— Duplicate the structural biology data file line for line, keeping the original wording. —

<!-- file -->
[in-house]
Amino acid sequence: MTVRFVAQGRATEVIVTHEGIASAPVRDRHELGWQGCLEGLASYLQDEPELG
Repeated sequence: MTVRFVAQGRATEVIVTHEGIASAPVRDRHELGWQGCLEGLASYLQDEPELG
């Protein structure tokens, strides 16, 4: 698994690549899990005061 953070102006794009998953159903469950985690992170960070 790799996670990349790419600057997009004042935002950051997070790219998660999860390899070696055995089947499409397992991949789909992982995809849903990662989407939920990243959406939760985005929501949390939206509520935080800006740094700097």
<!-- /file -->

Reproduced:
[in-house]
Amino acid sequence: MTVRFVAQGRATEVIVTHEGIASAPVRDRHELGWQGCLEGLASYLQDEPELG
Repeated sequence: MTVRFVAQGRATEVIVTHEGIASAPVRDRHELGWQGCLEGLASYLQDEPELG
């Protein structure tokens, strides 16, 4: 698994690549899990005061 953070102006794009998953159903469950985690992170960070 790799996670990349790419600057997009004042935002950051997070790219998660999860390899070696055995089947499409397992991949789909992982995809849903990662989407939920990243959406939760985005929501949390939206509520935080800006740094700097």